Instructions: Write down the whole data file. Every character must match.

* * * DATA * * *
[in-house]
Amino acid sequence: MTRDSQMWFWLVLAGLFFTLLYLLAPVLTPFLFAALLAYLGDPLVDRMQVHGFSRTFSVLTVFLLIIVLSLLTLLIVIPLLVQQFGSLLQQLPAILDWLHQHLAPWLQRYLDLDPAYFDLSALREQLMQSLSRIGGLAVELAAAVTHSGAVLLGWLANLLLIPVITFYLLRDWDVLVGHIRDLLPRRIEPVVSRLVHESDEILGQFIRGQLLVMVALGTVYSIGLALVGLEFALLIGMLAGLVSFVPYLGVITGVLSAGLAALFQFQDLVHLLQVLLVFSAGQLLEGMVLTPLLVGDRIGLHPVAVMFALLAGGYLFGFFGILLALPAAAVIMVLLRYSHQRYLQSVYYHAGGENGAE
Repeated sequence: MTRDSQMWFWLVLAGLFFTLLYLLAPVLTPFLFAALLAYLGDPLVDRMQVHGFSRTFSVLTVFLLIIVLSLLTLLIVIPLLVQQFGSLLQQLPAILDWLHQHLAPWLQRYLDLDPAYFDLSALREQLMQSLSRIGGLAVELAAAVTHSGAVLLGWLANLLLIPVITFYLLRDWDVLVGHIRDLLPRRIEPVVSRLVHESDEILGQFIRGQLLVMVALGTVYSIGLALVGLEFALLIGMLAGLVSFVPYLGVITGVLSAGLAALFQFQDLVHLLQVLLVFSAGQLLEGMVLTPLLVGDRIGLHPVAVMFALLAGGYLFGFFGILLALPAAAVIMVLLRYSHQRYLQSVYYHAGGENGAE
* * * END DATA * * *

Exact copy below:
[in-house]
Amino acid sequence: MTRDSQMWFWLVLAGLFFTLLYLLAPVLTPFLFAALLAYLGDPLVDRMQVHGFSRTFSVLTVFLLIIVLSLLTLLIVIPLLVQQFGSLLQQLPAILDWLHQHLAPWLQRYLDLDPAYFDLSALREQLMQSLSRIGGLAVELAAAVTHSGAVLLGWLANLLLIPVITFYLLRDWDVLVGHIRDLLPRRIEPVVSRLVHESDEILGQFIRGQLLVMVALGTVYSIGLALVGLEFALLIGMLAGLVSFVPYLGVITGVLSAGLAALFQFQDLVHLLQVLLVFSAGQLLEGMVLTPLLVGDRIGLHPVAVMFALLAGGYLFGFFGILLALPAAAVIMVLLRYSHQRYLQSVYYHAGGENGAE
Repeated sequence: MTRDSQMWFWLVLAGLFFTLLYLLAPVLTPFLFAALLAYLGDPLVDRMQVHGFSRTFSVLTVFLLIIVLSLLTLLIVIPLLVQQFGSLLQQLPAILDWLHQHLAPWLQRYLDLDPAYFDLSALREQLMQSLSRIGGLAVELAAAVTHSGAVLLGWLANLLLIPVITFYLLRDWDVLVGHIRDLLPRRIEPVVSRLVHESDEILGQFIRGQLLVMVALGTVYSIGLALVGLEFALLIGMLAGLVSFVPYLGVITGVLSAGLAALFQFQDLVHLLQVLLVFSAGQLLEGMVLTPLLVGDRIGLHPVAVMFALLAGGYLFGFFGILLALPAAAVIMVLLRYSHQRYLQSVYYHAGGENGAE